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"Forget the Rest" blog

For immediate release 5/7/09

One of two releases from us today

Obama Administration To Release First Nuclear Weapons Budget

Few changes from Bush expected, but will momentum toward billions in new nuke factories continue despite political & fiscal uncertainties, mission doubts?


Contact: Greg Mello, 505-265-1200

Albuquerque – Today the Obama Administration will release its first budget request to Congress covering non-entitlement government spending for fiscal year (FY) 2010.[1]  This will include spending in the Department of Energy (DOE), including its semi-autonomous internal agency the National Nuclear Security Administration (NNSA), which manages the development, production, and maintenance of U.S. nuclear warheads and bombs.

The DOE press conference will be at 12:30 pm EDT; the call-in number is 866-812-0464.

The nuclear weapons spending components of the Department of Defense (DoD) budget request will also be released today with the rest of the proposed DoD budget.

What is being released today is a request, which Congress may or may not authorize and fund in the precise form and amounts requested.  Since this is the first year of a new administration, this budget is being submitted approximately 3 months later than usual, leaving less time this fiscal year for congressional deliberation.  And since the Administration and a majority in both houses of Congress are from the same party, there is likely to be relatively broad concurrence with the President’s request.

“Today’s budget request will say more about Obama’s nuclear priorities than any of his speeches so far,” said Study Group Director Greg Mello.  “Those speeches have been largely aspirational.  That helps, but the primary way real nuclear weapons policy is made right now is through financial and program commitments.  Declared policy can be changed; multi-billion-dollar commitments are harder to change.”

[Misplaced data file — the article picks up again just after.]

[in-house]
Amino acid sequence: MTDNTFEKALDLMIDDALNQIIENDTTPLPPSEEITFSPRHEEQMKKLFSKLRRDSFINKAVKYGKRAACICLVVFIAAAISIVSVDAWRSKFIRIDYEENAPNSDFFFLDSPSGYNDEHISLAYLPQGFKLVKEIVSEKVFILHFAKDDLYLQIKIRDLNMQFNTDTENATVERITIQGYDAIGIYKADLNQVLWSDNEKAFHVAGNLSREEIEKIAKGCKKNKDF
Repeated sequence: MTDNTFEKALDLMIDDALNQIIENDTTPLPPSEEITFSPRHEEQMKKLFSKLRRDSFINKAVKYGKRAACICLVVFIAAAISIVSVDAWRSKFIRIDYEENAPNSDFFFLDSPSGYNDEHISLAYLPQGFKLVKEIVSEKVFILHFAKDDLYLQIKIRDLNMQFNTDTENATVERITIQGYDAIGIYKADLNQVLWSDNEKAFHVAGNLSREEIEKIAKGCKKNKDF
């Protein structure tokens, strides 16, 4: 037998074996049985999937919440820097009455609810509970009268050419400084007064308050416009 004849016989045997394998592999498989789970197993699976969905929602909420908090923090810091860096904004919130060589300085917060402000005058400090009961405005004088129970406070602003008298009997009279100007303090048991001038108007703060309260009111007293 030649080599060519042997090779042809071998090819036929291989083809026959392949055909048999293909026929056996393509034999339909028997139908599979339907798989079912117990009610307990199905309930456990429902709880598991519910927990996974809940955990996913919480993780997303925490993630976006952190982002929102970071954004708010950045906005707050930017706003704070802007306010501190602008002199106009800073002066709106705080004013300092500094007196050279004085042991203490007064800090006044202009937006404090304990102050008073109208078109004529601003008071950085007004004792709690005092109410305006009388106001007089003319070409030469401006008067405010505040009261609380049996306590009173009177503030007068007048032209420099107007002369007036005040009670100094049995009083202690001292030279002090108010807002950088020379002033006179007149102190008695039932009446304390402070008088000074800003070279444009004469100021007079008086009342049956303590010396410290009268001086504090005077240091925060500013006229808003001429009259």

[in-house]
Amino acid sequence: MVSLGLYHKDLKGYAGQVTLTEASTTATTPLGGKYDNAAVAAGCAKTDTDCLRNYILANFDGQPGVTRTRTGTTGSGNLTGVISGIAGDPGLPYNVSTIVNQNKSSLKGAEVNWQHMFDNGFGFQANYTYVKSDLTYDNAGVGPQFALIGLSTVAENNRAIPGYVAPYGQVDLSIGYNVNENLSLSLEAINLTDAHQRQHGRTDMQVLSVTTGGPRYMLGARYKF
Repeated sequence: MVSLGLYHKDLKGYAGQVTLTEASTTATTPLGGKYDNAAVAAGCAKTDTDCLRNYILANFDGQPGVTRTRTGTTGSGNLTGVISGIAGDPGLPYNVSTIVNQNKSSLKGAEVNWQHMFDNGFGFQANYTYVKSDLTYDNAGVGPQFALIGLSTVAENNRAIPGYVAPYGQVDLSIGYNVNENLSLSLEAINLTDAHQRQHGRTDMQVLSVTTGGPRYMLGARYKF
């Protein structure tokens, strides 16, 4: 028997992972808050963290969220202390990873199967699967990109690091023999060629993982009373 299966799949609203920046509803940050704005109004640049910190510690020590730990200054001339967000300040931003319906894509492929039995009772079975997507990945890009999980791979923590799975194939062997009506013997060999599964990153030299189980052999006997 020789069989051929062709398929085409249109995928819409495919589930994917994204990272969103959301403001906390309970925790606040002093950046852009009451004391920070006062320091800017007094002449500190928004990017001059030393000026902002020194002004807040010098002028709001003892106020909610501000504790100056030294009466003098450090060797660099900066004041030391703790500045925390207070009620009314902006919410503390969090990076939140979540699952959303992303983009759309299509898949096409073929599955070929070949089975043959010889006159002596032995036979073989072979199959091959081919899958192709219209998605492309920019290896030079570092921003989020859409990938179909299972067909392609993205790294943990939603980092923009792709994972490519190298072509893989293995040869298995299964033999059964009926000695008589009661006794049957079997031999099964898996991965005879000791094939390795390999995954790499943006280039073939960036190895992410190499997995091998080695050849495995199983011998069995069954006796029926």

Of particular interest in today’s budget is the fate of the Bush Administration’s proposals for new nuclear weapons factories, the so-called Chemistry and Metallurgy Research Replacement (CMRR) facility at Los Alamos National Laboratory (LANL) and the Uranium Processing Facility (UPF) at the Y-12 site in the Oak Ridge, TN, complex.

Both projects are expected to cost at least $2 B, or at least $3 B in the CMRR case with ancillary projects included.  Both have been controversial.  In the case of the CMRR, the House has tried to delay and defund the project since its inception, with the Senate each year restoring project funding.

The CMRR is of particular interest in New Mexico.  It was selected as the government’s #1 boondoggle by Newsmax.com, and if built would exceed the cost of all other public infrastructure projects in the history of New Mexico, with the possible exception of the Interstate Highway system, by a factor of approximately six, using special construction dollar deflators.

Other details will be provided later in the day.

Background

According to a recent study, the U.S. spent more than $52 billion (B) on nuclear weapons in 2008 (see first chart, below).  Some 56%, or $29 B, was spent operating, sustaining, and upgrading the U.S. nuclear arsenal.  Of this, $6.6 B was spent in NNSA’s “Weapons Activities” budget line, which funds the laboratories and production plants in the nation’s nuclear weapons complex.

 

The recent history of Weapons Activities spending is shown in the second chart (below).  Weapons Activities spending in constant dollars rose strongly for 10 years beginning in 1996, leveled out between 2005 and 2006, and has been declining since then.

 

Current NNSA nuclear weapons spending is roughly comparable to the average spending for warhead design, nuclear testing, and production during the Reagan Administration, when numerous warheads and bombs were under development and  production was proceeding at a very rapid pace.

Reagan-era spending significantly exceeded Cold War average spending; today’s spending for nuclear weapons research, development, testing, and production also greatly exceeds the Cold War average for comparable work.

At the weapons laboratories, spending greatly increased after 1995.  In the case of LANL, annual spending recently peaked at roughly three times the Cold War average in constant dollars (see graph below discussion at http://www.lasg.org/LANLecon_impact.pdf).

 




[1] We expect budget details to be available at http://www.cfo.doe.gov/crorg/prodCR.cfm [this is the updated link: http://www.energy.gov/about/budget.htm] sometime later today.  Reporters likely have received press alerts from DOE as of this writing.

*******ENDS*******


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